There really isn’t too much to the control to go through here; it basically renders the HTML just like above and adds both the jQuery framework and the custom jQuery to the page.  It has XML commenting in the code, so you should get intellisense when you are using it in Visual Studio.  A few important notes:

  • The package also includes my utility dll (Nexus.Utility.dll) because it uses some functions within it.  This dll includes several static functions that can prove useful for reducing duplicated code.
  • When using the PasswordBox control, you either need to include an app setting with a name of JQueryFrameworkLocation and a value of the location of your jQuery framework .js file, or you need to include that path when adding the control to your page, via the JQueryFrameworkUrl property.  If you are going to use the control more than once, it is definitely worth using the app setting.

Control Property Information

  • CheckBoxCss: Sets the CssClass on the internal CheckBox control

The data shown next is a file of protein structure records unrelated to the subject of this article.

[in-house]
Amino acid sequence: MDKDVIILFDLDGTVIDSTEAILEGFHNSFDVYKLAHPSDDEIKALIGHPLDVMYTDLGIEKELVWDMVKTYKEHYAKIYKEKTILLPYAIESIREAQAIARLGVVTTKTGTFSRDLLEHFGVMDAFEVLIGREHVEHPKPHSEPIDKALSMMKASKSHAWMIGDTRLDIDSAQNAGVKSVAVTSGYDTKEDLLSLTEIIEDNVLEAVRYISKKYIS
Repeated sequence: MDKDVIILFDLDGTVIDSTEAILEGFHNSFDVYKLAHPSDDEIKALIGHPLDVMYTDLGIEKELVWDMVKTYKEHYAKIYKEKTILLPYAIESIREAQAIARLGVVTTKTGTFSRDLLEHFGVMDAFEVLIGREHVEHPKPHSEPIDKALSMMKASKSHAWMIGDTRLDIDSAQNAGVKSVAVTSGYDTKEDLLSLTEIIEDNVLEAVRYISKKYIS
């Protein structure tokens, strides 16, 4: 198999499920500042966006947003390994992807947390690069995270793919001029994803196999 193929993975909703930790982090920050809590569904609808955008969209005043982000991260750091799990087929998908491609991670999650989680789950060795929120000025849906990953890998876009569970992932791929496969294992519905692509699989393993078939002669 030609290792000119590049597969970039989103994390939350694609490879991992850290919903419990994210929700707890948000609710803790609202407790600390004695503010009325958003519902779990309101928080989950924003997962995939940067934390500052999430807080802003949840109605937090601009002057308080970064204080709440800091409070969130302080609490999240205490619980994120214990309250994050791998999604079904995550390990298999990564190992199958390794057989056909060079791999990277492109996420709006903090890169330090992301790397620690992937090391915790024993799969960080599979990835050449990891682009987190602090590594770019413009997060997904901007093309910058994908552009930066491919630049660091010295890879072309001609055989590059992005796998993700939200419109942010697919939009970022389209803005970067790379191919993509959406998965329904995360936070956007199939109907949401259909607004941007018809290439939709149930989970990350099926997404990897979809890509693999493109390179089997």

• JQueryFrameworkPath: Location of the jQuery framework .js file to use.  If not set, control attempts to use value set in an app setting named JQueryFrameworkLocation.
  • Label: If you set the Label property on the control, an HTML <label> will be added before the TextBox controls that is associated with whichever text control is active.  This lets the user click on the label to give the focus to the currently visible text box.  If this is not set, no <label> is added to the page.
  • MaskCharactersChecked: Boolean – determine if the checkbox for masked characters is checked by default or not.  Defaults to false.
  • MaskCharactersText: Text to display for the label on the mask characters checkbox.
  • Text: Get or set the value of the text for the control (displayed in both internal TextBox controls
  • TextBoxCss: Sets the CssClass on both internal TextBox controls

To see the control in action, check out my PasswordBox sample page.

Downloads